I hadn’t even thought about running them through to Henderson. Would save about 5 minutes by bypassing Ranui.
      Minimal cost to set this service up and running and it’s going to take at least a decade to get LR out to Huapai.

  13. Why doesn’t council have any prioritization or schedule for eliminating level crossings?
    Beyond those already under construction, I suspect a lot of the projects on the councils list are not ‘shovel-ready’ or likely to be within six months.
    I’m surprised they haven’t included: East-West link, Mill Rd, future AMETI stages, projects associated with Pukekohe electrification.

    1. Anthony that’s probably because those projects have already been funded/signalled by the Government

      1. Nobody is talking about the East-West link or Mill Rd or some of the future AMETI works. Current politics has stopped them without alternatives being presented.
        While the government has signaled an intention to electrify to Pukekohe, much like everything else they’ve talked about, nothing has happened. There is no schedule. Other associated projects could also be built like a 3rd Puke platform (or extending to Buckland, Tuakau, Pokeno), and the other stations proposed north of Pukekohe. Again, no schedule, nothing happening.

        1. Mill Road is in NZUpgrade. It’s already funded.

          EWL would be better as a transit and cycling project. It needs a fundamental rethink.

        2. Those projects have been funded to be completed, from memory, by end 2020. I may be wrong with the date but Google is your friend. I don’t have time at the moment

  14. I’ve heard that local elected members have been asked to provide lists of shovel-ready projects in their areas.

    This is all good discussion, but we need to get the ideas into the system as well! If you want footpath/cycling upgrades etc. near you, now is a really good time to engage with your Councillor and Local Board members.

  15. Perhaps not unsurprising that the gasometer car park, Phil’s emission edifice, or PEE, appears on the list. This was a project that back in 2016 an AT spokesman said Takapuna didn’t need; that a consultant’s report said wasn’t needed; and that AT’s Parking Strategy said wasn’t permitted.
    Part of the plan for re-developing 40 Anzac Ave, Takapuna was that AT sell part of the proposed car park site to fund it. That didn’t happen which has left a huge financial hole.
    I would be interested in property specialists thoughts on why AT might place the ugly parking building right in the middle of the available site. Surely this is the least desirable next door neighbour for the likely end use of the site, an apartment development?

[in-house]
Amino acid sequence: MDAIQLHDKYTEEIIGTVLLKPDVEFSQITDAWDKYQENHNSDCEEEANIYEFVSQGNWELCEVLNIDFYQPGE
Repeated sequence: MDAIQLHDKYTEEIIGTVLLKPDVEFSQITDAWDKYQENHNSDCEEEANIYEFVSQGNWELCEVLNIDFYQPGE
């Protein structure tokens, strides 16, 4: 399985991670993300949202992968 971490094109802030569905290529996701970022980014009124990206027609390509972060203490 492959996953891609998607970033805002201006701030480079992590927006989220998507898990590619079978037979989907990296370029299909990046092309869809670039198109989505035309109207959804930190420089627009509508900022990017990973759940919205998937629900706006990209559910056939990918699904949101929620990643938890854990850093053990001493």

When I look at the waste in Devonport on the AT Local it pales into insignificance compared to this climate unfriendly monstrosity at $35 million and counting.
    How can politics prevail so often over common sense and economic responsibility?

  16. Having a big parking building is still better than having all that parking crammed into every square metre of available space between your townhouses and apartments.

    1. But not as good as having parking priced according to demand so that people are encouraged towards other modes just as happens in the city and perhaps arguably Parnell

  17. Probably the most interesting info is in the minutes – the budgets for some of the projects are mindboggling. No wonder the city is going broke. These numbers were often buried when the projects were being consulted on.
    Clearly the CIP fund will be oversubscribed many times over given every council, public organisation and some private organizations have submitted their wish list.
    Will be interesting to see which ones get funding. I guess the selection will start with securing a seat for NZF

  18. Have any of these shovel ready projects, that have not commenced been awarded to a main contractor yet, or do they still need to go through a tender phase?

  19. Since this post, we have this great idea:

    “The Greens are highlighting fast intercity rail improvements as the type of climate-friendly, job-creating project that should be prioritised for post-COVID-19 economic stimulus investment.

    The proposal would mean significant intercity rail investment over ten years to roll out fast, electric passenger services connecting key provincial centres with Auckland, Wellington and Christchurch.” [quote from their news release page]

      1. lol yes so many ill informed people on rail being a financial loser type thing & NZ a small population base (the two main themes I noticed in the comments quickly scanning through).